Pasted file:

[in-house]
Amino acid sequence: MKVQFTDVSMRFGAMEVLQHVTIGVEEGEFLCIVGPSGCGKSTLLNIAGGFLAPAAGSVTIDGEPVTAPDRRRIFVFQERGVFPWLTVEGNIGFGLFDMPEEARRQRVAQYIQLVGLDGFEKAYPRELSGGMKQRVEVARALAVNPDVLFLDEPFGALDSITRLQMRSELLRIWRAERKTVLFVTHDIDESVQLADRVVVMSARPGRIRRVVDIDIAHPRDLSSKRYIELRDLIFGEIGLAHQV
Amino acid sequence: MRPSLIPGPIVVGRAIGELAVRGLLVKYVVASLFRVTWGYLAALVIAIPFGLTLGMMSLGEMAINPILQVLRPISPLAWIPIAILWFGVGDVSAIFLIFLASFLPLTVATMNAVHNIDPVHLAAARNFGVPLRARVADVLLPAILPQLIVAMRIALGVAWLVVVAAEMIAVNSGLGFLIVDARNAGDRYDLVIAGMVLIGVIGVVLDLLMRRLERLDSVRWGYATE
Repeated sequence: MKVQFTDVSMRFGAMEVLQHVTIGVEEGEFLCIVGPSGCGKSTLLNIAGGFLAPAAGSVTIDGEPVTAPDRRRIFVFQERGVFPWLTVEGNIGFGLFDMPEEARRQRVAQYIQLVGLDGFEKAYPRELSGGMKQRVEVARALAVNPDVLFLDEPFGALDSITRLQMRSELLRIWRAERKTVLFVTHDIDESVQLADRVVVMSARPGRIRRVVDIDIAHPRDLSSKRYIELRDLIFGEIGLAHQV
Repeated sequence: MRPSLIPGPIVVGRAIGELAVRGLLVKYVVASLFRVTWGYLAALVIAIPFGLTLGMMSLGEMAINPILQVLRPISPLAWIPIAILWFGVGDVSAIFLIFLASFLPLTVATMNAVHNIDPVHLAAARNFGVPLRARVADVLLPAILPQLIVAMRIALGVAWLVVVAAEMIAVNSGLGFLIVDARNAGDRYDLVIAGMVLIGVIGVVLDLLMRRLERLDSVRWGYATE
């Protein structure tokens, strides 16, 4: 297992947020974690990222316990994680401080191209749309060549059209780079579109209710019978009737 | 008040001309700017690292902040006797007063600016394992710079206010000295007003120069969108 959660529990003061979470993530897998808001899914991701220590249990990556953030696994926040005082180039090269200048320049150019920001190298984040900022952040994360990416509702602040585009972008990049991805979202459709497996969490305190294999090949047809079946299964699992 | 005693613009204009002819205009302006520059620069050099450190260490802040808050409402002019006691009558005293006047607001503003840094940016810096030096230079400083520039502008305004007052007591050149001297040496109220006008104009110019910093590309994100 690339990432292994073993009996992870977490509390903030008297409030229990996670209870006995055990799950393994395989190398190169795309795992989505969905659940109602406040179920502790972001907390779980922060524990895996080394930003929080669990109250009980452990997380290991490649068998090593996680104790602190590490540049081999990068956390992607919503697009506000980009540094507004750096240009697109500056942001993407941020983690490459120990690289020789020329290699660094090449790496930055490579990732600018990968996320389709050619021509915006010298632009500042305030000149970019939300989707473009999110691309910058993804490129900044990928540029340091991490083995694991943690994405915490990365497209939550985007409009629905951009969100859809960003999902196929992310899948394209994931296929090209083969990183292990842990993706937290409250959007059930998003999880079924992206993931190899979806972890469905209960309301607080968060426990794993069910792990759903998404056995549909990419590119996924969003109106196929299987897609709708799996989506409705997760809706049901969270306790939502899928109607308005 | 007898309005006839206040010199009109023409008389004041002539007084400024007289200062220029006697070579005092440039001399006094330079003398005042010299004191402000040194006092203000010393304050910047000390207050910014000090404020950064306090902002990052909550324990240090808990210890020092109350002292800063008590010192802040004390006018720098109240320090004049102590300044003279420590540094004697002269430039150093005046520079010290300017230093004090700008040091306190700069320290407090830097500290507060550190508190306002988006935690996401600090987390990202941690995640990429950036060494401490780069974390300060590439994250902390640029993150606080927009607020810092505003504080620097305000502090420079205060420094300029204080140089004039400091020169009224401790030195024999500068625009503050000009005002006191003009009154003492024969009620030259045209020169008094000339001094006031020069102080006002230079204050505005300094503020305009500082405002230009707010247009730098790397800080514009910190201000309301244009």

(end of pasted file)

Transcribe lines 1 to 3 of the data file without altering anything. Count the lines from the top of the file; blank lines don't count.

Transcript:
[in-house]
Amino acid sequence: MKVQFTDVSMRFGAMEVLQHVTIGVEEGEFLCIVGPSGCGKSTLLNIAGGFLAPAAGSVTIDGEPVTAPDRRRIFVFQERGVFPWLTVEGNIGFGLFDMPEEARRQRVAQYIQLVGLDGFEKAYPRELSGGMKQRVEVARALAVNPDVLFLDEPFGALDSITRLQMRSELLRIWRAERKTVLFVTHDIDESVQLADRVVVMSARPGRIRRVVDIDIAHPRDLSSKRYIELRDLIFGEIGLAHQV
Amino acid sequence: MRPSLIPGPIVVGRAIGELAVRGLLVKYVVASLFRVTWGYLAALVIAIPFGLTLGMMSLGEMAINPILQVLRPISPLAWIPIAILWFGVGDVSAIFLIFLASFLPLTVATMNAVHNIDPVHLAAARNFGVPLRARVADVLLPAILPQLIVAMRIALGVAWLVVVAAEMIAVNSGLGFLIVDARNAGDRYDLVIAGMVLIGVIGVVLDLLMRRLERLDSVRWGYATE